How Clinical Trials Determine the Safety of Your Medical Device
Patient Safety Valued at $133 billion in the U.S., medical devices like heart valves and orthopedics are a significant part of the health care industry.
“A medical device is anything that is neither a drug nor a biologic product,” Karen Rosales, details in her report entitled “Medical Device Clinical Trials: What We Should Know.”
“Medical devices usually work physically,” she continues, “while pharmaceutical products usually work chemically or biologically.” Getting such a device approved takes lots of time, work and commitment. With proper guidance, though, it is attainable.
Medical device approval starts with a premarket approval application process and a study confirming the device’s effectiveness. “You do all this testing until you’re satisfied that all the risks you can think of are mitigated,” explains Michael Otlewski, M.S. and clinical program scientist at MED Institute. “You have to think, ‘Do the benefits outweigh the risks?’”
Many manufacturers consider the “Grandmother Test,” asking whether they’d allow the device to be used on their own grandmother.
“'You do all this testing until you’re satisfied that all the risks you can think of are mitigated.'”
Pharmaceutical vs. device
While pharmaceutical clinical studies can have up to four phases, many medical devices don’t require any clinical studies. Still, medical devices are classified into Class I, II and III, with Class III devices being highest risk and considered “life-sustaining devices,” such as a pacemaker.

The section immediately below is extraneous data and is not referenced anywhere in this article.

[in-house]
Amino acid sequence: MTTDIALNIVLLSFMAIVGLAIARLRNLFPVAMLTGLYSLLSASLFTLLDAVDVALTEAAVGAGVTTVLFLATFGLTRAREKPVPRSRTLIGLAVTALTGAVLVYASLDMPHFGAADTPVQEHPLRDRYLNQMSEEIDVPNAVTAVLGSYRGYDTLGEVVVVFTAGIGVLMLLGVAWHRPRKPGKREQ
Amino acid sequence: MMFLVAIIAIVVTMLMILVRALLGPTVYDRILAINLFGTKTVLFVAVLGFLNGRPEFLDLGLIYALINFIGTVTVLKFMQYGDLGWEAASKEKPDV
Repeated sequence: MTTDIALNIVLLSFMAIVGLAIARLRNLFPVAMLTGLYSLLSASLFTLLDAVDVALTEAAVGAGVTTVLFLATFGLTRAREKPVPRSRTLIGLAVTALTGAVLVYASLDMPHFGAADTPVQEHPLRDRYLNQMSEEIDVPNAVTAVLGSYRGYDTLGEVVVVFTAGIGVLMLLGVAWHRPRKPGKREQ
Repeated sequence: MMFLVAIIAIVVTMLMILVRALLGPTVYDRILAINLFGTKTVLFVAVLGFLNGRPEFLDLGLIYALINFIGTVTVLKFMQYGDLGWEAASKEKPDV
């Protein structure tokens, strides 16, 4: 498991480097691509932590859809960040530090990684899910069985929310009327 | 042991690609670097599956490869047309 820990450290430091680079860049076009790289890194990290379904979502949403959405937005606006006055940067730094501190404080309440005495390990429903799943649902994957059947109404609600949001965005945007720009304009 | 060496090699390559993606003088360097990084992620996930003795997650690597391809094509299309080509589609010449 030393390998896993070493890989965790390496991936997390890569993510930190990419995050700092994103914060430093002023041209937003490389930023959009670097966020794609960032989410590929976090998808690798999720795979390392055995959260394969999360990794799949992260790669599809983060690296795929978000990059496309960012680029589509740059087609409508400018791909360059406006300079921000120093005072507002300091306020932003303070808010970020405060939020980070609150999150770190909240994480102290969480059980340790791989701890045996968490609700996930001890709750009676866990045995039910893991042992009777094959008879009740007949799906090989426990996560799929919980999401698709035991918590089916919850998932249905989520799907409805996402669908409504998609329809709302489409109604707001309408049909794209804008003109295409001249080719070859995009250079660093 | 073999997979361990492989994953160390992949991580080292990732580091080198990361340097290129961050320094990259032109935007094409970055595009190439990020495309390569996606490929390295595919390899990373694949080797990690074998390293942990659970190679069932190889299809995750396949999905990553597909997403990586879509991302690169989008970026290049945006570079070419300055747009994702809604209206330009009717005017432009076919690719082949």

During device clinical trials, three things are evaluated: safety; whether the device is effective and performs as expected; and does it provide a better outcome than the current standard of care, such as products already approved. Studies are overseen and approved by an institutional review board.
Shoring up safety and ethics
Safety matters. The priority? “Making sure patients are protected,” answers Sandy Maddock, R.N. and the president of IMARC Research, Inc.
To do that, she continues, the review board ensures “that no one’s getting enrolled that shouldn’t be enrolled and that data that will eventually be submitted to the FDA has integrity.”
Investigators must provide accurate data to regulatory authorities and consumers, too. “Patients want to get better,” says William D. Voorhees III, vice president and chief science officer of MED Institute. To him, the benefits are mutual: “They certainly want to hope your device is the one to help them get better.”